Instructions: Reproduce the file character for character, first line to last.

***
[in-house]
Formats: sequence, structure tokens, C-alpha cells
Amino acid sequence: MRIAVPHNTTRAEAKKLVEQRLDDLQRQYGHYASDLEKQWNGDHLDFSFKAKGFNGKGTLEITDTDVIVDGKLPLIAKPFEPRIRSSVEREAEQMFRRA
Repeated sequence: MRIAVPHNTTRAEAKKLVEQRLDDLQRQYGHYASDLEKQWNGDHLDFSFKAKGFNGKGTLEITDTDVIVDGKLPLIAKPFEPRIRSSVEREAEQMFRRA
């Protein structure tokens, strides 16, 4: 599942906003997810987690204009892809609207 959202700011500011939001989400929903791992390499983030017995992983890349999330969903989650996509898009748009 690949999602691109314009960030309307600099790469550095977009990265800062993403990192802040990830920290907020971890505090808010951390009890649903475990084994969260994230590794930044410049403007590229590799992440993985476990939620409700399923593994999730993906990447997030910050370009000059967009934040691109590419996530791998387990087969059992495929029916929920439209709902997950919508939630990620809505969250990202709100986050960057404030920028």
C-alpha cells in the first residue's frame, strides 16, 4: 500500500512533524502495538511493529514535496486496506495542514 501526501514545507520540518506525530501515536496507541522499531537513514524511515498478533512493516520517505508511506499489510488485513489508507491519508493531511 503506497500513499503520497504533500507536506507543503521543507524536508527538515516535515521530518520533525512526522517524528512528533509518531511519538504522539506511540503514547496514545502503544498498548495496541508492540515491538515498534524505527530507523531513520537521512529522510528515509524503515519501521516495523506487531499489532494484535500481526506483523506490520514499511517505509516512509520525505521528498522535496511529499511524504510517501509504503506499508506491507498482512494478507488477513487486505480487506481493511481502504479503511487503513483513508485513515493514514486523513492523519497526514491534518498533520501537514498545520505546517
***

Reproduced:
[in-house]
Formats: sequence, structure tokens, C-alpha cells
Amino acid sequence: MRIAVPHNTTRAEAKKLVEQRLDDLQRQYGHYASDLEKQWNGDHLDFSFKAKGFNGKGTLEITDTDVIVDGKLPLIAKPFEPRIRSSVEREAEQMFRRA
Repeated sequence: MRIAVPHNTTRAEAKKLVEQRLDDLQRQYGHYASDLEKQWNGDHLDFSFKAKGFNGKGTLEITDTDVIVDGKLPLIAKPFEPRIRSSVEREAEQMFRRA
């Protein structure tokens, strides 16, 4: 599942906003997810987690204009892809609207 959202700011500011939001989400929903791992390499983030017995992983890349999330969903989650996509898009748009 690949999602691109314009960030309307600099790469550095977009990265800062993403990192802040990830920290907020971890505090808010951390009890649903475990084994969260994230590794930044410049403007590229590799992440993985476990939620409700399923593994999730993906990447997030910050370009000059967009934040691109590419996530791998387990087969059992495929029916929920439209709902997950919508939630990620809505969250990202709100986050960057404030920028």
C-alpha cells in the first residue's frame, strides 16, 4: 500500500512533524502495538511493529514535496486496506495542514 501526501514545507520540518506525530501515536496507541522499531537513514524511515498478533512493516520517505508511506499489510488485513489508507491519508493531511 503506497500513499503520497504533500507536506507543503521543507524536508527538515516535515521530518520533525512526522517524528512528533509518531511519538504522539506511540503514547496514545502503544498498548495496541508492540515491538515498534524505527530507523531513520537521512529522510528515509524503515519501521516495523506487531499489532494484535500481526506483523506490520514499511517505509516512509520525505521528498522535496511529499511524504510517501509504503506499508506491507498482512494478507488477513487486505480487506481493511481502504479503511487503513483513508485513515493514514486523513492523519497526514491534518498533520501537514498545520505546517